1. Why did Patchett title her novel Bel Canto? What is the significance of opera in the novel?
Bel canto is a term from opera that means “beautiful song.” The novel opens and closes with opera. In the beginning of the novel, Roxanne Coss has just finished singing at Katsumi Hosokawa’s birthday party when terrorists burst in and take everyone hostage. At the end of the novel, Coss is giving voice lessons to Cesar, a young terrorist, when government troops storm the mansion and kill the terrorists. In between, the lives of the hostages and the terrorists are punctuated by beautiful song. Opera serves as a metaphor for life’s beauty, which persists even in the face of death. Opera also stands for the strength of art against brute power. Before Coss starts singing each day, the generals control the situation. But once she begins to sing, her music takes over, and the hostages and terrorists are drawn together as they listen to her. When two of the generals say they ought to be in charge of when Coss does and doesn’t sing, General Benjamin tells them they should first try to control a bird.
Opera also gives the novel its form. Like many operas, Bel Canto is a story of passionate, otherworldly love affairs that end in tragic death.
2. At the beginning of Bel Canto, the narrator tells us that the hostages will live and the terrorists will die. How does this revelation change the way we read the novel?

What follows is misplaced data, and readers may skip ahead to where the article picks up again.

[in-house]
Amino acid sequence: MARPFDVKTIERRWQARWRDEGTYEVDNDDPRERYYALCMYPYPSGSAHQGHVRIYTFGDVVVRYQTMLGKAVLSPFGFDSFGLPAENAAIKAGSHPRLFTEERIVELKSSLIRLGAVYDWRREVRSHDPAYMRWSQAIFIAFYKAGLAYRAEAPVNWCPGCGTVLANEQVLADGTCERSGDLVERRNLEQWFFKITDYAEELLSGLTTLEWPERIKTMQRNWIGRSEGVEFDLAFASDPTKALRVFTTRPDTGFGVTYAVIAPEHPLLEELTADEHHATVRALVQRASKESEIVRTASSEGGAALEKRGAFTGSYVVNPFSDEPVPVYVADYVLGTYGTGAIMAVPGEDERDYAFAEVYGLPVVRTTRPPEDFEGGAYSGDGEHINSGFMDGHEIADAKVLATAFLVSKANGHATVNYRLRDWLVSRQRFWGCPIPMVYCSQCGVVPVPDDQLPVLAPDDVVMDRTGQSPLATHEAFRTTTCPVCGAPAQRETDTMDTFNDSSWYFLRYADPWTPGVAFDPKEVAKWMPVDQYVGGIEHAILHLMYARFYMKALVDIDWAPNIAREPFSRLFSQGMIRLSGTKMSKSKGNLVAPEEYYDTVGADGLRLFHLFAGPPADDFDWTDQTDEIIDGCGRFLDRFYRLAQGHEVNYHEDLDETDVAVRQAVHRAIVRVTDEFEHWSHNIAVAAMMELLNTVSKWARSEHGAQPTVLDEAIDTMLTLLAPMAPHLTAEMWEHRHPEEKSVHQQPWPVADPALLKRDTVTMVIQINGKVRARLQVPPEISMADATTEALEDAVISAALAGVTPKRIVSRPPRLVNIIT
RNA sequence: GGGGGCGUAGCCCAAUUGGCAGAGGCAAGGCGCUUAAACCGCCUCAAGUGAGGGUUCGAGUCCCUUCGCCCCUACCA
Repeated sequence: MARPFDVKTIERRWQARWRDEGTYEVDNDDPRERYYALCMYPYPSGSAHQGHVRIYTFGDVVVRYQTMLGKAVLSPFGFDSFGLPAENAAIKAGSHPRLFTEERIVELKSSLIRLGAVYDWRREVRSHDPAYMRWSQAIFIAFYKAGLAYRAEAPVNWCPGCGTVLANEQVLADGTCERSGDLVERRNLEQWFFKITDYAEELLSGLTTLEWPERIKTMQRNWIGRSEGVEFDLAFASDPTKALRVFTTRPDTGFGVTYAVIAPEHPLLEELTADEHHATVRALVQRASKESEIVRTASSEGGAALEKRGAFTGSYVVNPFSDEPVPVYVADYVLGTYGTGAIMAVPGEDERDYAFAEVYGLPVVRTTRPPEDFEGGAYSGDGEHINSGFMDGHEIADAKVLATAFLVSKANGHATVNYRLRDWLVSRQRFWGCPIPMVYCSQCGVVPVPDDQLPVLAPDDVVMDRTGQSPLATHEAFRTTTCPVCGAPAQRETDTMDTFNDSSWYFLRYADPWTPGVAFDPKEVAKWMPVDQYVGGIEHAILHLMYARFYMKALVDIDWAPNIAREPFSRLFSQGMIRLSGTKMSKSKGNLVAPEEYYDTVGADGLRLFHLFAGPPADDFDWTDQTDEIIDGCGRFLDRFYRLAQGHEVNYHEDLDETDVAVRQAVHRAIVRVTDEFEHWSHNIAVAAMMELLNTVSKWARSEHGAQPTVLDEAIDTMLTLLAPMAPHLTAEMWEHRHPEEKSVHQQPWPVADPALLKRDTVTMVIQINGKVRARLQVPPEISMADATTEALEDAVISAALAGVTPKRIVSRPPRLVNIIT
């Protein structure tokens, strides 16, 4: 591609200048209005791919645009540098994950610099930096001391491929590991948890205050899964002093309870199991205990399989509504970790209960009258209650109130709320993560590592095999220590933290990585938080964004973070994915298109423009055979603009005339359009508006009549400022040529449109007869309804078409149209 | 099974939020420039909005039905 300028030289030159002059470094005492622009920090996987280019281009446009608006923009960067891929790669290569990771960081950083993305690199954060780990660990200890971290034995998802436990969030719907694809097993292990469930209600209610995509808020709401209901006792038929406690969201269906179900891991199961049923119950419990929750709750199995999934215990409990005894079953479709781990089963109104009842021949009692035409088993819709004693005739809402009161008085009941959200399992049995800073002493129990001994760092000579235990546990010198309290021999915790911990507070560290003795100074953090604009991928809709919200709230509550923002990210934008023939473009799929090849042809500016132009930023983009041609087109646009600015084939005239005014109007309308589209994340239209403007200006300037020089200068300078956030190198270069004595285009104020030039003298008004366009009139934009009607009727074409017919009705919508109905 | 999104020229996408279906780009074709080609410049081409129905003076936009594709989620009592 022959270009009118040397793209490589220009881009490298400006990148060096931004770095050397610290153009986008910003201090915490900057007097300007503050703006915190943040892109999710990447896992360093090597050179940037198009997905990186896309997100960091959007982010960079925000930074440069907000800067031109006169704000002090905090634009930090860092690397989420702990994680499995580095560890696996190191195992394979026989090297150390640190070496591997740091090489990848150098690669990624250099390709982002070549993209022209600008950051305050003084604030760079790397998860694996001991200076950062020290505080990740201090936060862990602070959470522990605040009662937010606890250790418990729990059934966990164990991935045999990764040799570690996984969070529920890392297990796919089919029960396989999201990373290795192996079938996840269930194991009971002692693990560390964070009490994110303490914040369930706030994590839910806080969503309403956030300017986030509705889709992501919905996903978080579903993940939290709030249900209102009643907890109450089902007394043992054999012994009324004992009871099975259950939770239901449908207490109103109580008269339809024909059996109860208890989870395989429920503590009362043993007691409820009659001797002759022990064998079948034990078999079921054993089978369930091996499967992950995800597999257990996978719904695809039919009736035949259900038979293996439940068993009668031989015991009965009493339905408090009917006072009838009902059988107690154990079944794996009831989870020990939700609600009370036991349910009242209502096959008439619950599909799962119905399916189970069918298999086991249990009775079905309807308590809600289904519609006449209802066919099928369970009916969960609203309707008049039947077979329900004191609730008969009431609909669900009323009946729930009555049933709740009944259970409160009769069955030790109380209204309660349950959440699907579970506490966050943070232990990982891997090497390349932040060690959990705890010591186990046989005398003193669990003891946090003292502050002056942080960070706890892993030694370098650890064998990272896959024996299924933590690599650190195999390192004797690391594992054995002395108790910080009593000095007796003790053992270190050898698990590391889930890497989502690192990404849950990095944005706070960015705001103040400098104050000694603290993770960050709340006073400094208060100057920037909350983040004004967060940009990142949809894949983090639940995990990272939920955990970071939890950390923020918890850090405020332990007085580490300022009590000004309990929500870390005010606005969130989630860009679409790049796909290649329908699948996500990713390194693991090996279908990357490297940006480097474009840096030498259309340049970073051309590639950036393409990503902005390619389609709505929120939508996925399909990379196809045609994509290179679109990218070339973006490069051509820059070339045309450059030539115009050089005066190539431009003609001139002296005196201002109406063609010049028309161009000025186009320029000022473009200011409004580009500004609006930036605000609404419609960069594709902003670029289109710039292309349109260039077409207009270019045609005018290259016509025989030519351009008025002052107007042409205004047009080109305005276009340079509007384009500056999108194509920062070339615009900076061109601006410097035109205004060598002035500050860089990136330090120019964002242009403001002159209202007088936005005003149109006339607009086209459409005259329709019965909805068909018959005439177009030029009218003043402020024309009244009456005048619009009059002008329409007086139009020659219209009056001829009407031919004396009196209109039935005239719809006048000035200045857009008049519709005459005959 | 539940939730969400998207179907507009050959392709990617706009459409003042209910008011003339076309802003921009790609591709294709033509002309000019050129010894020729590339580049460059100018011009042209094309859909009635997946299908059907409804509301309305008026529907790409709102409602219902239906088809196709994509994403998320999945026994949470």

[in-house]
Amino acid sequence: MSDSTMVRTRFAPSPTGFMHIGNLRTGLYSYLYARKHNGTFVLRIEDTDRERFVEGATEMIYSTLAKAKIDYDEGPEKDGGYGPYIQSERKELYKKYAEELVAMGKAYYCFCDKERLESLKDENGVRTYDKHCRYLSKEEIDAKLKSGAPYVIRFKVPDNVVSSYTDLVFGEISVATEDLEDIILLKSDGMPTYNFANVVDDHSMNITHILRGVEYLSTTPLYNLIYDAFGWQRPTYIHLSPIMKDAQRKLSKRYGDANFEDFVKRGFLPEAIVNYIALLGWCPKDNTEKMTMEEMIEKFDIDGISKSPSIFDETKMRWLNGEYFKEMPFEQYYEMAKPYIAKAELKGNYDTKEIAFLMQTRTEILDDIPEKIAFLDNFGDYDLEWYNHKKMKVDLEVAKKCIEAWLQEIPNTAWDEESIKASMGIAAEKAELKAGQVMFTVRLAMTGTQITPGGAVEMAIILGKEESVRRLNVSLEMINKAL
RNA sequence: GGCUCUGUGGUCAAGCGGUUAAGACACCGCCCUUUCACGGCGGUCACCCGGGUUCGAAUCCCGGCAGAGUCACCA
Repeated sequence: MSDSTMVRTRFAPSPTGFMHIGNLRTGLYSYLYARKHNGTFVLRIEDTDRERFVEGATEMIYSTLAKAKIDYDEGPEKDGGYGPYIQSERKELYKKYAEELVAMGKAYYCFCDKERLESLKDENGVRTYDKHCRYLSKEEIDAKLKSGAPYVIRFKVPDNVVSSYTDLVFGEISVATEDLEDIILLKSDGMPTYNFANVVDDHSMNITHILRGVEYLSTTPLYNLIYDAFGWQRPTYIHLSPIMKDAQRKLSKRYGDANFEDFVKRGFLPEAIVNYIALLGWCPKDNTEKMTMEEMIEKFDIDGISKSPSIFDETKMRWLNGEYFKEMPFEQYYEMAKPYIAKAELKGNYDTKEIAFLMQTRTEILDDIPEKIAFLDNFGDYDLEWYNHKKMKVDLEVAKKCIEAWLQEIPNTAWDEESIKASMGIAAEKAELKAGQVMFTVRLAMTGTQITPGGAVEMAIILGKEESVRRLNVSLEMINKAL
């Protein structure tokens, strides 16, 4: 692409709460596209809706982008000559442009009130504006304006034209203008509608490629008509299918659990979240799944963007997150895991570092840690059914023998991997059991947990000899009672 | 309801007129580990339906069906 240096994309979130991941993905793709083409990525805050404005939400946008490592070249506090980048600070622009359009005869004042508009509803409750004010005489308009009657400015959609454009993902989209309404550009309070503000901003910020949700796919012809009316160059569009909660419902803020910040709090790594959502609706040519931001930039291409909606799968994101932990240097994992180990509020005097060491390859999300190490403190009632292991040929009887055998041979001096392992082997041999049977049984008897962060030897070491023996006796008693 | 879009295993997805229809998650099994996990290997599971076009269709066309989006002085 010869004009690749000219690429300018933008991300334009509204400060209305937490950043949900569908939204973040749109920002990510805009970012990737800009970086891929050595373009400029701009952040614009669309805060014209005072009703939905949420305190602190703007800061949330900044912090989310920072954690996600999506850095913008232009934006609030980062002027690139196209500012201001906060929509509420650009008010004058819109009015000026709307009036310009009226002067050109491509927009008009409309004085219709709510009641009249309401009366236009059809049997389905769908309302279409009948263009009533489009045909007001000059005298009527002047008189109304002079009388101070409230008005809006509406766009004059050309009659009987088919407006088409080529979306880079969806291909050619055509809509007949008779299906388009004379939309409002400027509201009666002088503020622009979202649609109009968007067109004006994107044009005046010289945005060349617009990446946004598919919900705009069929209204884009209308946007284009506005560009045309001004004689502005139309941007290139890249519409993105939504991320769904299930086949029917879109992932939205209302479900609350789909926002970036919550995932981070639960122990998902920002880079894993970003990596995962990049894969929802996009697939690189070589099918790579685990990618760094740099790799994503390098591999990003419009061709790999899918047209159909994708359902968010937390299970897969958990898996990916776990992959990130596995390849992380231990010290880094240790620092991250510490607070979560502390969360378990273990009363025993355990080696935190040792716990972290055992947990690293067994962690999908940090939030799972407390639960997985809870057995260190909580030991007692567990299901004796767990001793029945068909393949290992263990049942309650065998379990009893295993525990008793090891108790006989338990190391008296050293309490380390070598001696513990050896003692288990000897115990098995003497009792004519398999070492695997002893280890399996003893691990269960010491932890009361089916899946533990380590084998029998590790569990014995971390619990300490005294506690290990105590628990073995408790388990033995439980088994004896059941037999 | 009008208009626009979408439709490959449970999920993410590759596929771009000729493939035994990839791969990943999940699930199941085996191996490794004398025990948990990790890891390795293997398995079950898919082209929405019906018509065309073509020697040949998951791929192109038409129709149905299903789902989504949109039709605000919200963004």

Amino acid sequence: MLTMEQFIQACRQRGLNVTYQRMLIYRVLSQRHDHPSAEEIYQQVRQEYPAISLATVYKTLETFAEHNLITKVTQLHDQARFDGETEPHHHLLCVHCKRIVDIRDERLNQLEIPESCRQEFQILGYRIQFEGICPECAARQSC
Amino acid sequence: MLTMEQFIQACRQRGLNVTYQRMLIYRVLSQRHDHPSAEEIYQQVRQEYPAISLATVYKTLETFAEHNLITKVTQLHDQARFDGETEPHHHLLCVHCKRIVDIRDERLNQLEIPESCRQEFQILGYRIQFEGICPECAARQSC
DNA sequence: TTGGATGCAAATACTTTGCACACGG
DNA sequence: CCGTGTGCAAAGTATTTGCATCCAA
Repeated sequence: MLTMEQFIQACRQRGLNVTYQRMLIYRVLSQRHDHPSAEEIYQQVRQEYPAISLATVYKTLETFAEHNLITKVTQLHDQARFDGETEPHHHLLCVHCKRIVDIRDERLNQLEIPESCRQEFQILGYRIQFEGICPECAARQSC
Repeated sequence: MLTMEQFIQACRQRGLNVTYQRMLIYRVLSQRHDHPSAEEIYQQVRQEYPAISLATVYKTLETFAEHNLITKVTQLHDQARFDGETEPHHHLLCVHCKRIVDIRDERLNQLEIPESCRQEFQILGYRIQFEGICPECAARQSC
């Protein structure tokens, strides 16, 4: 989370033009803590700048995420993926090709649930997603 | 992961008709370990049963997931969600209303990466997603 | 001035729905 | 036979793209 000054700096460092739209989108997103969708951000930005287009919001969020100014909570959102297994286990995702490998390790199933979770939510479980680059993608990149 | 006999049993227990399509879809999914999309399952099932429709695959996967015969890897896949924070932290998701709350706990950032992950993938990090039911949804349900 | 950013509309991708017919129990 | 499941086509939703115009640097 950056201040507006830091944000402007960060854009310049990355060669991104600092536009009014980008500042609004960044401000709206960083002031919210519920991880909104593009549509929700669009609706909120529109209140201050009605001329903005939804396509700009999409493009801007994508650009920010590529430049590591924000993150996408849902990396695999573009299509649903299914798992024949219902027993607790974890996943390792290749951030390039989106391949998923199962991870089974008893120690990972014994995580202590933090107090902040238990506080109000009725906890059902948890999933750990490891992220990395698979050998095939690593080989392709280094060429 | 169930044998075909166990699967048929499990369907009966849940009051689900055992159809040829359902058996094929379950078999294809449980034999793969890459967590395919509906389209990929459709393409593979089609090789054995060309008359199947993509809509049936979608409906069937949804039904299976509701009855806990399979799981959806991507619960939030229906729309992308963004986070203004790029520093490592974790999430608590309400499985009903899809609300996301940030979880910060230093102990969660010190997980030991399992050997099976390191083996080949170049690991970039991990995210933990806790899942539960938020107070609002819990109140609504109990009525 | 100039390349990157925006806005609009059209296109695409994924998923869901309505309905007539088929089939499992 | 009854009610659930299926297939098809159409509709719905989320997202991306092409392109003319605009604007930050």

From the very beginning of Bel Canto, the narrator tells us how the story will end. In Chapter One, the narrator says, “It was the unspoken belief of everyone who was familiar with this organization and with the host country that they were all as good as dead, when in fact it was the terrorists who would not survive the ordeal.” By telling us the ending, Patchett forces us to pay attention to the relationships between the characters, rather than the unfolding of the plot. Unencumbered by nervousness about whether or not the story will end happily, we are free to pay attention to details and think carefully about the relationships that develop.
If Bel Canto is read as an allegory for life in general, knowing that the terrorists will die stands for humans’ knowledge that everyone, including themselves, will die one day. The inevitability of death does not cause us to despair, just as the inevitability of the terrorists’ deaths does not cause us to throw down the novel in disgust. Instead, we take a keen interest in our own lives, just as we take a keen interest in characters whose fate we already know.
3. Describe Watanabe and Carmen’s relationship with language. How does language inhibit and ultimately help them?
Watanabe and Carmen are the two characters who have the most trouble expressing themselves. Watanabe is a language genius who helps everyone else communicate, but when it comes to speaking for himself, he is often at a loss. Carmen may be a terrorist, but she is a shy terrorist. She is so nervous about asking Watanabe for language lessons that she must fortify herself by praying to her patron saint, Saint Rose, and asking her to fill her mouth with the words she needs.
Carmen says to Watanabe, “‘Teach me to read. . . . Teach me to make my letters in Spanish.’” At their language lessons, “They spoke of vowels and consonants. They spoke of diphthongs and possessives. She copied letters into a notebook.” As they work on these basic elements of language, Carmen and Watanabe gradually gain the means of expressing themselves. Their growing ability to communicate culminates when they make love. When they are together, they are no longer as shy as they are during the day. They are confident and expressive. From the language lessons, both Carmen and Watanabe gain the ability to speak to each other heart to heart.
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